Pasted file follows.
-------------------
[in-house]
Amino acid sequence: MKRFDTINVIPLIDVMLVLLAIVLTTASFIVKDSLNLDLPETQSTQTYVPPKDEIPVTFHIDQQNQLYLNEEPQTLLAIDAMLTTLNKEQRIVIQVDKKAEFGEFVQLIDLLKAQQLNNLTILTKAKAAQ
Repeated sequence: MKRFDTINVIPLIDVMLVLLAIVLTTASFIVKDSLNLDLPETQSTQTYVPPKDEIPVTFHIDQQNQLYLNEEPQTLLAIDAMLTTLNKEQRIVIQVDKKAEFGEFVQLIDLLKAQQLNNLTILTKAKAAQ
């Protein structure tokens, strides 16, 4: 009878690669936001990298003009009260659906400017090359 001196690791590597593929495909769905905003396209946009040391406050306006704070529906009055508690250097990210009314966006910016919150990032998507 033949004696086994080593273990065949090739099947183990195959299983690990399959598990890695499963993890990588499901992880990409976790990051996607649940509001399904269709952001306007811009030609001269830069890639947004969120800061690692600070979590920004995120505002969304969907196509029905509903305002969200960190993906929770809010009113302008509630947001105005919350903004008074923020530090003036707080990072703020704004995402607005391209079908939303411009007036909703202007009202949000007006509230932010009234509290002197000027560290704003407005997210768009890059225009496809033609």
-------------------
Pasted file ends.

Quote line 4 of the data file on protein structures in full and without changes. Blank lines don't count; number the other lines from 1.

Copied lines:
């Protein structure tokens, strides 16, 4: 009878690669936001990298003009009260659906400017090359 001196690791590597593929495909769905905003396209946009040391406050306006704070529906009055508690250097990210009314966006910016919150990032998507 033949004696086994080593273990065949090739099947183990195959299983690990399959598990890695499963993890990588499901992880990409976790990051996607649940509001399904269709952001306007811009030609001269830069890639947004969120800061690692600070979590920004995120505002969304969907196509029905509903305002969200960190993906929770809010009113302008509630947001105005919350903004008074923020530090003036707080990072703020704004995402607005391209079908939303411009007036909703202007009202949000007006509230932010009234509290002197000027560290704003407005997210768009890059225009496809033609």